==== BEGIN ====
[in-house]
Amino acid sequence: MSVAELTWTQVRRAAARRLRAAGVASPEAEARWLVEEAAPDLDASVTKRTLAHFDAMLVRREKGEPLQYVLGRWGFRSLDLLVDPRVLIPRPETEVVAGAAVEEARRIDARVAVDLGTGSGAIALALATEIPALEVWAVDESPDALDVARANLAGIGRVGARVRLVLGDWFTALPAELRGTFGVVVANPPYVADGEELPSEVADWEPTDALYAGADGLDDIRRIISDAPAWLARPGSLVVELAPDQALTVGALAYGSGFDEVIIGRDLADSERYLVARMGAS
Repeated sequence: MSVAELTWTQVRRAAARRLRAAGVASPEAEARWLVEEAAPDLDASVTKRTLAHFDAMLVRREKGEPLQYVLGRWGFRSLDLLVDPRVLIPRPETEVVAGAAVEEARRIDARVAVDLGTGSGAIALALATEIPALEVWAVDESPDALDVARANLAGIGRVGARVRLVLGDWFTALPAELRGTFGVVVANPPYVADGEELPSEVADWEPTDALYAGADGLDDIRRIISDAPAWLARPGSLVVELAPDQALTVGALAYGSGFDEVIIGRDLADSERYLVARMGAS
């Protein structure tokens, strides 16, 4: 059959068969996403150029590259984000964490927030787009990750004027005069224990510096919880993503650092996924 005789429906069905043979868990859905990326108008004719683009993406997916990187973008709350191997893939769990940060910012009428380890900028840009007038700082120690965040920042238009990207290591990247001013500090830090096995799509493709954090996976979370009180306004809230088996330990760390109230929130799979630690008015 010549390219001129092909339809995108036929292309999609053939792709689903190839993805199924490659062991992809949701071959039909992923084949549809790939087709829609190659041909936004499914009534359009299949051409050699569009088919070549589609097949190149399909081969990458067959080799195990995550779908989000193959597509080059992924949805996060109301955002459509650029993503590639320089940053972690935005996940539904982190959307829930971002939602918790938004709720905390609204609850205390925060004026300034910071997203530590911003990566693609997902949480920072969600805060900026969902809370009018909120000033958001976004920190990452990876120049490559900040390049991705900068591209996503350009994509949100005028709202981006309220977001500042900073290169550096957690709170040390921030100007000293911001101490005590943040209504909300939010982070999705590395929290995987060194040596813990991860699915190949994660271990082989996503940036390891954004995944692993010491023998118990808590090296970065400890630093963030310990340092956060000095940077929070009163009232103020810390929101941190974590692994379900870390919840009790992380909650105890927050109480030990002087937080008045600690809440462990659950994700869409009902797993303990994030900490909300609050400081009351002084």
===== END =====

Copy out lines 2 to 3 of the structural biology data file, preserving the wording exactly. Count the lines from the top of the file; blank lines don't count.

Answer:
Amino acid sequence: MSVAELTWTQVRRAAARRLRAAGVASPEAEARWLVEEAAPDLDASVTKRTLAHFDAMLVRREKGEPLQYVLGRWGFRSLDLLVDPRVLIPRPETEVVAGAAVEEARRIDARVAVDLGTGSGAIALALATEIPALEVWAVDESPDALDVARANLAGIGRVGARVRLVLGDWFTALPAELRGTFGVVVANPPYVADGEELPSEVADWEPTDALYAGADGLDDIRRIISDAPAWLARPGSLVVELAPDQALTVGALAYGSGFDEVIIGRDLADSERYLVARMGAS
Repeated sequence: MSVAELTWTQVRRAAARRLRAAGVASPEAEARWLVEEAAPDLDASVTKRTLAHFDAMLVRREKGEPLQYVLGRWGFRSLDLLVDPRVLIPRPETEVVAGAAVEEARRIDARVAVDLGTGSGAIALALATEIPALEVWAVDESPDALDVARANLAGIGRVGARVRLVLGDWFTALPAELRGTFGVVVANPPYVADGEELPSEVADWEPTDALYAGADGLDDIRRIISDAPAWLARPGSLVVELAPDQALTVGALAYGSGFDEVIIGRDLADSERYLVARMGAS